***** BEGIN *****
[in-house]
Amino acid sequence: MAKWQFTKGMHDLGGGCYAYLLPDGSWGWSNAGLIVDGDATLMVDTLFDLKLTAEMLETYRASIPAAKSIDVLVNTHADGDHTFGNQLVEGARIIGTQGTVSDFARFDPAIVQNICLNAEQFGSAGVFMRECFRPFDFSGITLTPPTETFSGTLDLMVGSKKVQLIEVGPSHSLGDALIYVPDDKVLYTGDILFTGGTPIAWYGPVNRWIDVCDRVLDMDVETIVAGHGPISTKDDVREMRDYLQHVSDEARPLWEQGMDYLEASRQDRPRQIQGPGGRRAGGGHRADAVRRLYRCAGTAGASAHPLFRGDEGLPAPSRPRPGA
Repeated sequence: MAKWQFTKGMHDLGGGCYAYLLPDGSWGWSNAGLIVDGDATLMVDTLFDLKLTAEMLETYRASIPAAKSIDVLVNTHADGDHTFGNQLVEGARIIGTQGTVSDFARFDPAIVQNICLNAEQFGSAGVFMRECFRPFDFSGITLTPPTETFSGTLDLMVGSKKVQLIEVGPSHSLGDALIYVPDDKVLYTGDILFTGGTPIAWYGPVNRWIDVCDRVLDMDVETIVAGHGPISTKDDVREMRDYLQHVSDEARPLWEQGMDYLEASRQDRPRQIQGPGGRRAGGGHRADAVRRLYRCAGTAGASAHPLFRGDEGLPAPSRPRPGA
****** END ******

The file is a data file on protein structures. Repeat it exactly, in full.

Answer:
[in-house]
Amino acid sequence: MAKWQFTKGMHDLGGGCYAYLLPDGSWGWSNAGLIVDGDATLMVDTLFDLKLTAEMLETYRASIPAAKSIDVLVNTHADGDHTFGNQLVEGARIIGTQGTVSDFARFDPAIVQNICLNAEQFGSAGVFMRECFRPFDFSGITLTPPTETFSGTLDLMVGSKKVQLIEVGPSHSLGDALIYVPDDKVLYTGDILFTGGTPIAWYGPVNRWIDVCDRVLDMDVETIVAGHGPISTKDDVREMRDYLQHVSDEARPLWEQGMDYLEASRQDRPRQIQGPGGRRAGGGHRADAVRRLYRCAGTAGASAHPLFRGDEGLPAPSRPRPGA
Repeated sequence: MAKWQFTKGMHDLGGGCYAYLLPDGSWGWSNAGLIVDGDATLMVDTLFDLKLTAEMLETYRASIPAAKSIDVLVNTHADGDHTFGNQLVEGARIIGTQGTVSDFARFDPAIVQNICLNAEQFGSAGVFMRECFRPFDFSGITLTPPTETFSGTLDLMVGSKKVQLIEVGPSHSLGDALIYVPDDKVLYTGDILFTGGTPIAWYGPVNRWIDVCDRVLDMDVETIVAGHGPISTKDDVREMRDYLQHVSDEARPLWEQGMDYLEASRQDRPRQIQGPGGRRAGGGHRADAVRRLYRCAGTAGASAHPLFRGDEGLPAPSRPRPGA